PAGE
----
Why is my Arduino s...

Clear all

# Why is my Arduino sketch math wrong ?

8 Posts
6 Users
0 Reactions
2,493 Views
(@genki)
Member
Joined: 5 years ago
Posts: 10
Topic starter

Hi,

Looking for an explanation why my Arduino output math seems to fluctuate, or maybe I'm missing something.

I'm very new and this is my first sketch on the arduino, passed the blinking LED.

I watched many many YouTube Videos and read a lot to finally build my Voltage Divider (for measuring a 12v boat battery bank)

The voltage is supplied on the test bench by a Dr Meter Power Supply and is rock solid, measured everything with my UNI-T61E. I even have calibrated the 5v reference value for the Arduino Uno ADC.

But, even though the voltage input is not appearing to change, the Arduino Math appears to be... !!?

The voltage into the ADC on Pin A0 did not change, but the output math fluctuates, can anyone help explain why please?

Output changing from 12.73 at times, to 12.78...

Actual Voltage :12.78
A0 Sensor Input :1.15
Actual Voltage :12.73
A0 Sensor Input :1.15
Actual Voltage :12.78
A0 Sensor Input :1.15
Actual Voltage :12.73
A0 Sensor Input :1.15
Actual Voltage :12.78
A0 Sensor Input :1.15
Actual Voltage :12.78

Here is the sketch

/*
referenceVoltage calibration
measure from +5v Arduino pin to common GND
*/
float referenceVoltage = 5.029;

/*
ResistanceMultiplier calibration
measure total voltage across both R1+R2
then measure across just R2,
then divide first number with second for the multiplier
*/
float ResistanceMultiplier = 11.11;

float voltage = 0.0;
float sensorValue = 0.0;

void setup() {
analogReference(DEFAULT);
// initialize serial communication at 115200 bits per second:
Serial.begin(115200);
}
void loop() {
// read the voltage from Dr Meter Power Supply input on analog pin 0:

// Convert the analog reading (which goes from 0 - 1023) to a voltage (0 - 5V):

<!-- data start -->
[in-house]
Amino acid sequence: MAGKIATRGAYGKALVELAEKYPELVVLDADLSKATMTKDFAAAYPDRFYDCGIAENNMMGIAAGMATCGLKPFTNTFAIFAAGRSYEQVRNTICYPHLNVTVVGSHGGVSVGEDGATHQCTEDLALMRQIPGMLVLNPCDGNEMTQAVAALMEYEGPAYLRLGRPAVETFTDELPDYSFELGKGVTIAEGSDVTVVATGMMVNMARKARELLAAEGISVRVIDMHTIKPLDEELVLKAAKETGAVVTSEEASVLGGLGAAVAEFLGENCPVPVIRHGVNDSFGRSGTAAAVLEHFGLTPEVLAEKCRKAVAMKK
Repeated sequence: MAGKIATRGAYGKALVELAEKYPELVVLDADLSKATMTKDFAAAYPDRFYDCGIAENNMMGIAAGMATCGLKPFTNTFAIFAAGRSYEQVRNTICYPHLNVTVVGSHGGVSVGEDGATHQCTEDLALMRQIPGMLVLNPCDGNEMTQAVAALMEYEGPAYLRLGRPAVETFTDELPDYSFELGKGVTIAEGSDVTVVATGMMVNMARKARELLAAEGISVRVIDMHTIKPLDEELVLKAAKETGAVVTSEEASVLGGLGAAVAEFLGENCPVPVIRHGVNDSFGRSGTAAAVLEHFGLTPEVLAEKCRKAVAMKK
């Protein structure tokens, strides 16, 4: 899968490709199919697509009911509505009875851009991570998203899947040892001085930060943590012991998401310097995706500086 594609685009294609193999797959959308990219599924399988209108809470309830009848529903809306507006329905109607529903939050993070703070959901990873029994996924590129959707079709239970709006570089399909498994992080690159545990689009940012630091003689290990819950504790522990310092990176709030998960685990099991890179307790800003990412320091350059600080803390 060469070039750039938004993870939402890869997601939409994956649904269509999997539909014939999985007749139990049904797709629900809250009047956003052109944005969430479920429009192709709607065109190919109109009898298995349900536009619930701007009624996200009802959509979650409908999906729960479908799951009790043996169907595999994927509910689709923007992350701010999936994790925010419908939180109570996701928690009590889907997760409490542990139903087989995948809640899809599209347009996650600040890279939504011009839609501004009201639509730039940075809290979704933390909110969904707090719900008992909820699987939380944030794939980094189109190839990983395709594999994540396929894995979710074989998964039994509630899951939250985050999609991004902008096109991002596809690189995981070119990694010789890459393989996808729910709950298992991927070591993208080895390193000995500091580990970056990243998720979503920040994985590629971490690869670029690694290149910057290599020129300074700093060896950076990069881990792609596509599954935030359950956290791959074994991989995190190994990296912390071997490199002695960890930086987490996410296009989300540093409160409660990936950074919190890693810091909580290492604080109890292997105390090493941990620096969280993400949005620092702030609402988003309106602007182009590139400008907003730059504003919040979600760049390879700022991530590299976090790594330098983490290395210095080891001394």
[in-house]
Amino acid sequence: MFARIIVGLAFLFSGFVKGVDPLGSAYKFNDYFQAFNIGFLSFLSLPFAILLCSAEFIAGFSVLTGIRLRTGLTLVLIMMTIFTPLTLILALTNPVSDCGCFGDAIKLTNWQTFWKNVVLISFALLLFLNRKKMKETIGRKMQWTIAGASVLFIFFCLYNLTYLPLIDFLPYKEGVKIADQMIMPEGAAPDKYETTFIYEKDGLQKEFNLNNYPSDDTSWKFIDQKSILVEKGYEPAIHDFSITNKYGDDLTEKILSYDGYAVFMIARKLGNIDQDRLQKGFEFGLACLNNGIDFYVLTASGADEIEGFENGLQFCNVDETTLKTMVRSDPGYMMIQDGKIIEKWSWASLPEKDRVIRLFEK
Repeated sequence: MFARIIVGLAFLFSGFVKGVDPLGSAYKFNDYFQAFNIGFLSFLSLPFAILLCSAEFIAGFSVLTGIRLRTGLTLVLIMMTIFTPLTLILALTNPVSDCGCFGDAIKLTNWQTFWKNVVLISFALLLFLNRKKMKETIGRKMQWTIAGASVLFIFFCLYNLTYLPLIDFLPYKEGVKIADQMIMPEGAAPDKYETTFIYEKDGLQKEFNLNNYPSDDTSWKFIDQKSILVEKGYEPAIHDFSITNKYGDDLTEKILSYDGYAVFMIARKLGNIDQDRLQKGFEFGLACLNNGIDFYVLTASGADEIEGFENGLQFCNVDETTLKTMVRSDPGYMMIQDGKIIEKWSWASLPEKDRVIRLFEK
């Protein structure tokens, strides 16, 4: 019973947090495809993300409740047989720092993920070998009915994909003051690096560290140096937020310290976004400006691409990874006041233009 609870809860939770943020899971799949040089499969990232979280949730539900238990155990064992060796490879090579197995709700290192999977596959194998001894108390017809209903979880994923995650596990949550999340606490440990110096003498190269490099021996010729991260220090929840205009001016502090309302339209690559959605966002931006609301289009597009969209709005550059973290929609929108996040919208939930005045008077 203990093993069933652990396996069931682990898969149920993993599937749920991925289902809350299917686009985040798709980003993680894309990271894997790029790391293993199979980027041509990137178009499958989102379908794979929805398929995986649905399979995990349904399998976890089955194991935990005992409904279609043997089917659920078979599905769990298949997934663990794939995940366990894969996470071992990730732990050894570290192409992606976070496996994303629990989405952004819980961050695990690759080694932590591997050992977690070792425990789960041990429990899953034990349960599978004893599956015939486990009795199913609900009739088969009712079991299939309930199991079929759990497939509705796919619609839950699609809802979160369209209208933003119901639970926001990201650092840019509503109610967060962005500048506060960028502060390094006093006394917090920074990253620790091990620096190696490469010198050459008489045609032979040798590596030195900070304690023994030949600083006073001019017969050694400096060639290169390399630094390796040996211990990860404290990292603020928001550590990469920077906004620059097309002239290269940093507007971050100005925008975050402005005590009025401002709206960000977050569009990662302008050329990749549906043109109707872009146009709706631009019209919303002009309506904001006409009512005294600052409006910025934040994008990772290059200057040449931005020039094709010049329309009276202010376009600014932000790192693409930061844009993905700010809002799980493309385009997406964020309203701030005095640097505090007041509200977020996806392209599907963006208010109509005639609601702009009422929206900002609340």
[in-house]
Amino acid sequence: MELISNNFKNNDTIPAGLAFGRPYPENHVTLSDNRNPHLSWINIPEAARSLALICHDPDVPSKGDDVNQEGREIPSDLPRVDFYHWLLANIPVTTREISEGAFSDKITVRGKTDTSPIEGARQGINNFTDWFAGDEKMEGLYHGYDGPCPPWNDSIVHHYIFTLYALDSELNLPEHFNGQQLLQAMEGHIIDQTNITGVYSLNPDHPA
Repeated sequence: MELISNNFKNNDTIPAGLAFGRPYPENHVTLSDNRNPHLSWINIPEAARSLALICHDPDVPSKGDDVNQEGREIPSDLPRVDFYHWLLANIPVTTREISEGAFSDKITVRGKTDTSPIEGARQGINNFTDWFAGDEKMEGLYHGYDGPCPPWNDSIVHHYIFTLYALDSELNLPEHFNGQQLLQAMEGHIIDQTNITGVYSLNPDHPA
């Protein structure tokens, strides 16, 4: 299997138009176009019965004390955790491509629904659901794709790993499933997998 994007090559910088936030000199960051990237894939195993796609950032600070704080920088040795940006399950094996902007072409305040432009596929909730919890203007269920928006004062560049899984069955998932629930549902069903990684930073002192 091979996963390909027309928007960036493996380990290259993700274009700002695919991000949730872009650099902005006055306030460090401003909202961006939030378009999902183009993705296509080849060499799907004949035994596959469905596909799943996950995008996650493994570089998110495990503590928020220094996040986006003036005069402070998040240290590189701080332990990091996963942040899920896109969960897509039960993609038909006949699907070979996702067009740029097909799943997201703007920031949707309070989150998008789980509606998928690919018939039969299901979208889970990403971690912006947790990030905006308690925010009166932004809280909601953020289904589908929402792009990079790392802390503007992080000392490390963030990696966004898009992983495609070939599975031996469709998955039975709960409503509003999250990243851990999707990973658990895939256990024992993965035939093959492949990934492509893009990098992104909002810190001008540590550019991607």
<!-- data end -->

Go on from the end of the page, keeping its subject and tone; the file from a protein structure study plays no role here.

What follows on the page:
float(voltage) = (float(sensorValue) * (float(referenceVoltage) / 1023.0));

// print out the value you read:
Serial.print("A0 Sensor Input :");
Serial.println(float(voltage));

Serial.print("Actual Voltage :");
Serial.println(float(voltage) * float(ResistanceMultiplier));

delay (20000);
}

Β

Β

Genki

(@hstaam)
Mr.
Joined: 5 years ago
Posts: 61

Try printing out the analog read values with more decimal points. the difference may be due to the mere 10 bits resolutionΒ  of the ADC.

Hope this helps

Β

hj

hj

(@hunterogold)
Member
Joined: 5 years ago
Posts: 23

Occam's razor. Start with the most likely source of error first and eliminate it. If that's not the source, move on to the next most likely. And so forth. In no time at all you will isolate your problem. Hope this helps.

The simplest solution is probably correct.

Member
Joined: 5 years ago
Posts: 1458

@hstaam

Quite possible:

Serial.println(float, decimal_places);

Forgot to mention also with String:

Serial.println(String(float, decimal_places));

Cheers!

(@genki)
Member
Joined: 5 years ago
Posts: 10
Topic starter

Hi,

Thanks for the help !!

I'm still troubleshooting why the ADC A0 Pin is producing different results, even with a stable monitored input voltage.

However, adding the decimal places to the output has further enabled me to watch for the fluctuations to better debug this.Β

In case anyone is interested, I've been watching these ADC Accuracy Videos.

Some next steps

Try different R1 and R2 resistors - using 100K and 10K at the moment

Try ignoring first 10 results of ADC on boot

Average the results from the ADC

Thanks

Genki

(@byron)
No Title
Joined: 5 years ago
Posts: 1149

@genki - I wonder if your circuit is picking up some radiated emi that causes your measurement fluctuations.

(@rwf1st)
Member
Joined: 5 years ago
Posts: 1

@genki

If you use the Voltage divider formula 'Eout = Ein * R2/ (R1 + R2) you will find that the number 1.15 is correct

With an Input of 12.78 Volts Eout = 12.78 * 10000/ (10000 * 100000) which yields 1.1618.Β  If you need to print out the correct value multiply your result by 11.Β  ( 11 * 1.1618Β  = 12.779)Β  Β  Β Hope this Helps.

This post was modified 5 years ago by Bob

(@genki)
Member
Joined: 5 years ago
Posts: 10
Topic starter

Hi,

Thank you. I can get it stable and correct to 1 decimal place.

In the end, this accuracy is enough for me. I still have not been able to stop the fluctuations of 1.15 - 1.16 but I moved on. Added in some averaging to try and smooth the results, and added sleep with a wake interrupt when a pin goes high.

Waiting for an RTC module now, so I can wake it up X times a day from deep sleep.

Added a temp sensor and also I got the power usage down to 12ma when asleep and 25ma when it wakes up and takes a temp, voltage reading... but this is an Arduino Uno full boat, and so I would need to strip it down to get better low power results.

Of course now I realize that this needs internet... so I've ordered an ESP32 wifi feather board..

Then the board needs to wake up, set off a relay to turn on the Boat Wifi (a Mikrotik Groove 52) take the sample, send it to Internet and then turn off again..

I only just started with this Arduino stuff and now I'm down rabbit holes, ordering Adafruit boards and stuff off freaking Banggood.

I blame Bill - What have you done to me !!!

πΒ Β  LOL